Most formal institutions do not or refuse to recognize diacritical marks in names originating from Latin American or European countries. In the U.S., the federal government does not not allow individuals to use diacritical marks on any official paperwork, such as passports, birth certificates, and social security cards. The only non-letter characters that are recognized are hyphens and an apostrophe in names like O’Connell. However, laws differ across states to allow diacritical marks on state documents. 

This also trickles down into other institutions, like banks, schools, and workplaces, who use official documentation to register people into their systems. This causes the accent mark to almost always be omitted. In some places, if the online computer systems allow it, you can request for the accent to be added; however, this is typically a rare occurrence.

The Accent Mark at the Academy

At Academy and most other schools, students who have accents either in their first or last names do not have them displayed in the directory because it does not show up on documents. A common misconception is that the omission of accent marks only affects Hispanics, but this issue transcends beyond the Spanish language. French, German, Swedish, Portugese, Vietnamise, Welsh, and a variety of other languages also use accent marks.

“The accent mark in my name is important to me because it changes the [French] pronunciation completely which makes my name unique. Without it, it’s pronounced Lauren. It means a lot when people do include it because it shows that they take the time to add it, [which is] a part of my name that is often forgotten. I think schools and other institutions should include accent marks because they are a part of the name and are special,” said Laurèn Colquett (‘21).

When asked if accent marks are omitted from students’ names in the directory and, if students could request for accent marks to be added, Principal Stephanie Nitchals said, “We have no rule that says you can’t have an accent mark in your name and if students want it, they just need to let us know.”

At the Academy, there is a respect for culture and tradition that all faculty and staff possess as there are events all year dedicated to the purpose of educating students and celebrating all people.

“My thoughts are each person’s name is unique and names can be spelled/pronounced in any number of ways. If having an accent mark present on someone’s name can help a stranger pronounce another person’s name correctly, then it should be there. An accent mark can be an important piece of a person’s identity,” said Assistant Principal Erin Krukar.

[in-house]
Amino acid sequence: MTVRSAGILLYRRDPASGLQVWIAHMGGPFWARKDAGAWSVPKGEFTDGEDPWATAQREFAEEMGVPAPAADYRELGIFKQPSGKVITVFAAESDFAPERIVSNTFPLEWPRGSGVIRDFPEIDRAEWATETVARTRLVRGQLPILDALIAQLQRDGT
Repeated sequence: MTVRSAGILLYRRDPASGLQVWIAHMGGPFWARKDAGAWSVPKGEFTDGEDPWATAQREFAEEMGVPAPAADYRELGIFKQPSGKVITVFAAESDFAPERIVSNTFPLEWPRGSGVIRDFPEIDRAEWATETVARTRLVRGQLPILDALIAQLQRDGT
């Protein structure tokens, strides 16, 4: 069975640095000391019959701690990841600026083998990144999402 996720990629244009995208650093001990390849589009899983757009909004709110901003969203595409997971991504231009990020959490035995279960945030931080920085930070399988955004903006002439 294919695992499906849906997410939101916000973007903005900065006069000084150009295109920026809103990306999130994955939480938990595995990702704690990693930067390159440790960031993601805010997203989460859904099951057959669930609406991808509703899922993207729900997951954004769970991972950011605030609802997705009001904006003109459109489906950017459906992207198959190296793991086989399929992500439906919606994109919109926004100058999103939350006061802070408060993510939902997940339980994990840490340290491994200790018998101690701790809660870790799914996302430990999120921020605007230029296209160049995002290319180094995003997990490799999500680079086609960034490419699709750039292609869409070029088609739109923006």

As a result, if you have an accent mark on your name, even if it does not appear on official documents, speak up and say “Ponle Acento” on your name at the Academy.

A Call to Action

“The accent mark should be more widely recognized by institutions and schools. Hispanics may feel that they lose a part of themselves when they remove the accent. Accents are very special because they reflect a Latino’s heritage,” said Canal (‘22).

Rep. Terry Canales for the Texas House of Representatives fought to include accent marks on state documents, such as driver’s licenses. “Your name is what identifies you and if somebody’s not identifying you correctly, it’s almost a lack of respect,” he said in 2017.

Fortunately, legislation was passed in Texas allowing the use of diacritical marks in names. The law states, “The state registrar shall ensure that a vital statistics record issued under this title properly records any diacritical mark used in a person’s name.” In Florida and several other states, however, legislation does not exist to allow the use of accent marks, even though it should.

However, critics of including the accent on documentation state that the official language of the U.S. is English. Yet, “Hispanic people are the largest minority in the United States,” and the Census Bureau predicted that in 2060, 28.6% of the population will be Hispanic — 119 million people (in 2020, there are 59.8 million). Just because someone is a U.S. citizen or has immigrated here does not mean that a person must then detach themselves from their culture or forget it entirely; and by changing their name to exclude the accent, that is what they’re doing. U.S. citizens should not be given an ultimatum between American traditions and their culture.

Whether people realize it or not, the U.S. is home to several different cultures from around the world, who all have the opportunity to live amongst and learn from each other. Keeping the originality of people’s names is important in keeping this nation’s foundational principles. A name makes up a person’s identity just as much as their facial and physical features do. The George Washington Law Review in “Naming Baby: The Constitutional Dimensions of Parental Naming Rights” states, “If parents wish to name their child ‘Lucía’ or ‘José,’ they have a constitutional right to do so.” We agree.

Do you think it is unconstitutional to not allow U.S. citizens to have diacritical marks on their names?